Malacañang said Thursday the government has never been remiss in its duty to help victims of human rights violations.
Presidential spokesman Harry Roque made the statement after United Nations High Commissioner for Human Rights and former Chile President Michelle Bachelet said there is an “urgent need” to revoke policies and end rhetoric that lead to killings in the Philippines.
Roque said the government will rely on local institutions in providing remedies to those who claimed they are victims of harassment, violence, and drug-related deaths even at the height of the COVID-19 pandemic.
He said that the government was never remiss in its duty to help victims of human rights violations.
“We are not in default of our obligation to provide victims with an adequate domestic remedy,” he said.
Roque said that the Philippines has working institutions that hold any person in authority accountable for their wrongdoings.
“With all due respect to Madame Bachelet, as a former President of Chile, she knows that we have domestic institutions to promote accountability. We will rely on these domestic institutions,” he said.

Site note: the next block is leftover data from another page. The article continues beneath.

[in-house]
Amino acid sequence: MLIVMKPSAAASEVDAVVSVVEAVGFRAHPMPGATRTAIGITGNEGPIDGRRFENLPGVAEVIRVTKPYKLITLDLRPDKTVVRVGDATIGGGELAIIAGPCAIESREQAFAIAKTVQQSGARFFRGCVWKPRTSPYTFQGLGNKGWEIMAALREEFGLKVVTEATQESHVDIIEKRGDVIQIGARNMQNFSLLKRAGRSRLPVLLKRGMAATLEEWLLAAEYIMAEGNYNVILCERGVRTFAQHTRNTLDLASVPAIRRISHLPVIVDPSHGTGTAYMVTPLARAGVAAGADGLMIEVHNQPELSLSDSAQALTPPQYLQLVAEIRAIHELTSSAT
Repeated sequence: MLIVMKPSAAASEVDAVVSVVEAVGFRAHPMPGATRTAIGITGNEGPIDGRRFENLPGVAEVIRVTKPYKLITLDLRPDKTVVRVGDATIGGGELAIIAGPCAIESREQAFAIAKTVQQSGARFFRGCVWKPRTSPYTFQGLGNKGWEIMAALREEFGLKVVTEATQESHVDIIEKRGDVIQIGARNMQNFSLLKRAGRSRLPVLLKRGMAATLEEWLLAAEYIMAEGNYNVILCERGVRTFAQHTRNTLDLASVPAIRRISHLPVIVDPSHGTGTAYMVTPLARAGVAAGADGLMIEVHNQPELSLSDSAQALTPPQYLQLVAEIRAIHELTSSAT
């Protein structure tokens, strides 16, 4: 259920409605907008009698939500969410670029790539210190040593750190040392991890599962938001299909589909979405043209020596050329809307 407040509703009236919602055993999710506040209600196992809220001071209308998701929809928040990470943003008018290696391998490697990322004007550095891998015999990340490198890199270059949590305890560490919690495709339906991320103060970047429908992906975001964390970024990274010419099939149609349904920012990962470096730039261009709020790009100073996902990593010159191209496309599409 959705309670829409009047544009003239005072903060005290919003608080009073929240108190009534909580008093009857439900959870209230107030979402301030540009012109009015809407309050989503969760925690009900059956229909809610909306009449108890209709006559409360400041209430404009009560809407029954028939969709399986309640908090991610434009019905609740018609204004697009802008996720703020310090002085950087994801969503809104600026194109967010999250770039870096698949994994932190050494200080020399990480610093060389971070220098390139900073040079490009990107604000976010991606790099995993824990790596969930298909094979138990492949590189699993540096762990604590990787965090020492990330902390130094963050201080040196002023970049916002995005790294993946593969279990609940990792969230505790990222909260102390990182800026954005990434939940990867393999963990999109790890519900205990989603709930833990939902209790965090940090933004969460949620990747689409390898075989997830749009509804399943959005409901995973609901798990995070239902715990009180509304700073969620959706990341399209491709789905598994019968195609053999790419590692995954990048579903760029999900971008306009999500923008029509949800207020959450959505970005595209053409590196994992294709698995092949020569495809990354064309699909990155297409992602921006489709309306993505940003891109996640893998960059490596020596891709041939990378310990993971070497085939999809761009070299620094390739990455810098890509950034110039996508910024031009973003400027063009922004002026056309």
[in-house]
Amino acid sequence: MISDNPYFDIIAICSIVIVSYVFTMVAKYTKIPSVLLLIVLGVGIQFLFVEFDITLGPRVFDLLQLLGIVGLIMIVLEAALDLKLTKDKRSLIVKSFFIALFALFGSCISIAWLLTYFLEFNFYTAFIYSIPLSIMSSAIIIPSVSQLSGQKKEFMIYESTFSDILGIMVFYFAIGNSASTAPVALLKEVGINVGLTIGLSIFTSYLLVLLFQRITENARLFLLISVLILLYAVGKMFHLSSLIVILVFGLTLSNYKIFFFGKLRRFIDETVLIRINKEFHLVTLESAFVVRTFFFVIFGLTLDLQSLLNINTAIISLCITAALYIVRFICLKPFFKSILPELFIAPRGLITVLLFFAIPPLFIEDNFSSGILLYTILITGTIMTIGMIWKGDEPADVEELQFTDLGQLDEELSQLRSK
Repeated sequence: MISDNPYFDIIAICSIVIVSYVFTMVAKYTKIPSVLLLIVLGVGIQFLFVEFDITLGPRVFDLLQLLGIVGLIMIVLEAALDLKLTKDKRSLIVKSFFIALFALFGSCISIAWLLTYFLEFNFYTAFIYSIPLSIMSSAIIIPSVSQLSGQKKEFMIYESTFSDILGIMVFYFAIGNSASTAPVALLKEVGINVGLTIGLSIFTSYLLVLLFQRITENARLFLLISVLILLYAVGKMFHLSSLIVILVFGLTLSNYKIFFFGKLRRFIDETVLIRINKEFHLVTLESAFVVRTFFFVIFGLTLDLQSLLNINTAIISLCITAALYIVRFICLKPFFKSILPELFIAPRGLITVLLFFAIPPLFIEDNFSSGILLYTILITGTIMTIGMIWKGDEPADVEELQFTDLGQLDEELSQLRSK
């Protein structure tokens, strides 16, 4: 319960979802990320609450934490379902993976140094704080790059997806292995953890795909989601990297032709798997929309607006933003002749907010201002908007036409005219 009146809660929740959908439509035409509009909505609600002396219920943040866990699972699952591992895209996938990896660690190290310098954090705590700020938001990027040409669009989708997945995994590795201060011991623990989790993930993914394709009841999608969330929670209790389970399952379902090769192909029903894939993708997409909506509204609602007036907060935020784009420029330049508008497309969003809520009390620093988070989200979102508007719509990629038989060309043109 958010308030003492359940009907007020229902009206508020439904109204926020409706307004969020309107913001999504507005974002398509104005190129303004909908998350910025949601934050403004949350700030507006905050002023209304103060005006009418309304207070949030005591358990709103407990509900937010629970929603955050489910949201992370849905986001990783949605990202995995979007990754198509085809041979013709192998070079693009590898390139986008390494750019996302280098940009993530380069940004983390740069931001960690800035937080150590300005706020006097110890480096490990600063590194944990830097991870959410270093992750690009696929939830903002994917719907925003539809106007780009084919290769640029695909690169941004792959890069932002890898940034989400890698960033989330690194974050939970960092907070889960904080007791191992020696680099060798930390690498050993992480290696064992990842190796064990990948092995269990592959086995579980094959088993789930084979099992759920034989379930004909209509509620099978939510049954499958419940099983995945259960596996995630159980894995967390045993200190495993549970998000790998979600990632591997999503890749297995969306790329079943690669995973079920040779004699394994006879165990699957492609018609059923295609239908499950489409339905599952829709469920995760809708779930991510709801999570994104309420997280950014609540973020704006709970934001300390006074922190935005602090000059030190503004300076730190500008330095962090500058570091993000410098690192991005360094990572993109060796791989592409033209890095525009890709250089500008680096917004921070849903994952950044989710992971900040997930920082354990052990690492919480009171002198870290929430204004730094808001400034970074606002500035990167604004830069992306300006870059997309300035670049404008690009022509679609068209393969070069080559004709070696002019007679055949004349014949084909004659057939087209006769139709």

“As of now, all institutions, whether it be the DoJ (Department of Justice), the courts, the CHR (Commission on Human Rights), and the — other remedies are available to those who claim to be victims of human rights violations,” he added.
Speaking before the 45th session of the UN Human Rights Council (HRC) this week, Bachelet expressed concern over the continued human rights violations in the Philippines and called for the government to revoke policies that result in these deaths.
“Beyond this initial process, there is clearly an urgent need to revoke the policies that continue to result in killings and other human rights violations, to bring to justice the perpetrators, and to halt the use of rhetoric inciting violence against people who use or sell drugs,” she said.
Data from the Philippine National Police (PNP) showed that 7,884 people have died in police operations from July 1, 2016 to Aug. 31, 2020.